Johns Hopkins research team explores link between pancreatic cancer and multiple genetic variation

Johns Hopkins research team explores link between pancreatic cancer and multiple genetic variationA research team at Johns Hopkins has found a link between multiple genetic changes and increased risk of pancreatic cancer. The detailed results of the study have been published in Nature Genetics. In a genome-wide association study believed to be the largest of its kind, Johns Hopkins researchers have uncovered four regions in the human genome where changes may increase the risk of pancreatic cancer.

The researchers say newly identified genetic variants are located at several positions on human chromosomes, including position 17q25.1, which may increase cancer risk by 38 percent for each copy that is present in the genome; position 7p13, which may increase the risk by 12 percent; and position 3q29, which may increase the risk by 16 percent. Position 2p13.3, another genetic region pinpointed in the study, was previously linked with pancreatic cancer risk in a study of Han Chinese people, and the current study provides more definitive evidence of different genetic changes in that region believed to increase pancreatic cancer risk by 14 percent.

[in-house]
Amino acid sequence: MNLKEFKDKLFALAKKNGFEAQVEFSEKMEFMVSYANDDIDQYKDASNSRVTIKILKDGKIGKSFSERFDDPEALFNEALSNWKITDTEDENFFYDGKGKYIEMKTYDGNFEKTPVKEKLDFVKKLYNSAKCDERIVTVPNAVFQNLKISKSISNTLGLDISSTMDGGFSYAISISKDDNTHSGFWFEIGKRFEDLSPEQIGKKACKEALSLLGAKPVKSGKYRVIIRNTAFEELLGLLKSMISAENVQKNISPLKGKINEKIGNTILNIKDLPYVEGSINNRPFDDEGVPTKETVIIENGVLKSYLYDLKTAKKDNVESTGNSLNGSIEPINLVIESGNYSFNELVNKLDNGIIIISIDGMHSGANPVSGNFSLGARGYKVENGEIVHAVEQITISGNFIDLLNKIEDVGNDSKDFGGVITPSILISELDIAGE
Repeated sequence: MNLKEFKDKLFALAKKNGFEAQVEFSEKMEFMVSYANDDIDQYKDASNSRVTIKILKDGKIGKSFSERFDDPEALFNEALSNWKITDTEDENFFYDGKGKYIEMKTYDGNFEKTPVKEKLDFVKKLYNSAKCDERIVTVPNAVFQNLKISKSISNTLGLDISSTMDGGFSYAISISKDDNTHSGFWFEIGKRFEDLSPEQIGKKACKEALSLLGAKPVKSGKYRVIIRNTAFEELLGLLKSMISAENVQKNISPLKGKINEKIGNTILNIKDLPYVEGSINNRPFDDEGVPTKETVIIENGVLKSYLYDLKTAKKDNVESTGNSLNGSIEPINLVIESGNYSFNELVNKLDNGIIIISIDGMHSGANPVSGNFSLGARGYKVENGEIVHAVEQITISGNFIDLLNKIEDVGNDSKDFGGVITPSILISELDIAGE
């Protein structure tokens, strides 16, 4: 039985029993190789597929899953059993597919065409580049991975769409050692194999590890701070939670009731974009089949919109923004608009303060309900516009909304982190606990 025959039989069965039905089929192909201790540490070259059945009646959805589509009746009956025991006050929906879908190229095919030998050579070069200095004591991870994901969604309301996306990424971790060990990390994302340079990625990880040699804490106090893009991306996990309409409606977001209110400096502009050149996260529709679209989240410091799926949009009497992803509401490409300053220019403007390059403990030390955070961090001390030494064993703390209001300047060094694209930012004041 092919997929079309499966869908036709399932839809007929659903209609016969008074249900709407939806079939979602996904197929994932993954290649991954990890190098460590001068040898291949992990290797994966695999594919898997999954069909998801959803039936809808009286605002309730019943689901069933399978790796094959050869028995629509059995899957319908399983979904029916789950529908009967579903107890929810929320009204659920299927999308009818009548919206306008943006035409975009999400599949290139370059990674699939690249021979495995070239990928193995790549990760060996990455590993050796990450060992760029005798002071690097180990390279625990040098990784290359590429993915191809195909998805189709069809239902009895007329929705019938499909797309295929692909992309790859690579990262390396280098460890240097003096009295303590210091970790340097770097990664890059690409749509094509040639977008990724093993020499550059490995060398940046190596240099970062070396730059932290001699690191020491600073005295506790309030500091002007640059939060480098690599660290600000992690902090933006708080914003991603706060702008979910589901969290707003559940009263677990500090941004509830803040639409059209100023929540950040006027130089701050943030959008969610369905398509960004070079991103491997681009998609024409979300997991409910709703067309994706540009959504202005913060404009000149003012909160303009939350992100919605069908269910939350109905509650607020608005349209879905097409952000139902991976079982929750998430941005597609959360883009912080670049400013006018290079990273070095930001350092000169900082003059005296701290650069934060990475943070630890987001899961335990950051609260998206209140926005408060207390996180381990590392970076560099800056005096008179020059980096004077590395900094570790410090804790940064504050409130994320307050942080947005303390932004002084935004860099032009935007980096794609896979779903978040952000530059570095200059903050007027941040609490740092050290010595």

"These variants are common in the population, and most individuals who have these variants will never develop pancreatic cancer in their lifetime," cautions Alison Klein, Ph.D., associate professor of oncology at the Johns Hopkins University School of Medicine. "However, identifying and understanding these changes can lead to a better understanding of why some people develop pancreatic cancer. If we combine this information with data on other pancreatic cancer risk factors, we may be able to identify and one day screen high-risk groups."

Further studies of the function of these genetic regions are already underway, Klein says, but several appear related to DNA repair, cell growth and tumor suppression.

Results of the genomic analysis, published online June 22 in Nature Genetics by Klein and her colleagues, included genetic information from 9,925 patients with pancreatic cancer and 11,569 healthy individuals. Some of the samples were newly genotyped, and others were analyzed in a so-called meta-analysis of already published data. The newly-genotyped blood samples were obtained from eight medical centers in North America, central Europe and Australia, and took four years to collect and analyze.

Klein, a member of the Johns Hopkins Kimmel Cancer Center and Sol Goldman Pancreatic Cancer Research Center, says the study also confirms the connection between pancreatic cancer risk and several genetic variants linked to other cancers. For instance, the scientists noted a connection between pancreatic cancer risk and variation in the TP63 gene, and other studies have suggested the TP63 variations also are related to lung and bladder cancers, among others.

"We knew there were more genetic variants to be found, and the large number of pancreatic cancers in the current analysis gave our study more power to find more novel genes," she says.

Pancreatic cancer is the fourth leading cause of cancer death in the United States, but it is not as commonly diagnosed as other cancers, such as breast or colorectal cancers. Patients with pancreatic cancer are also often diagnosed at late stages of the disease, making it tougher to identify genetic risk factors, says Klein.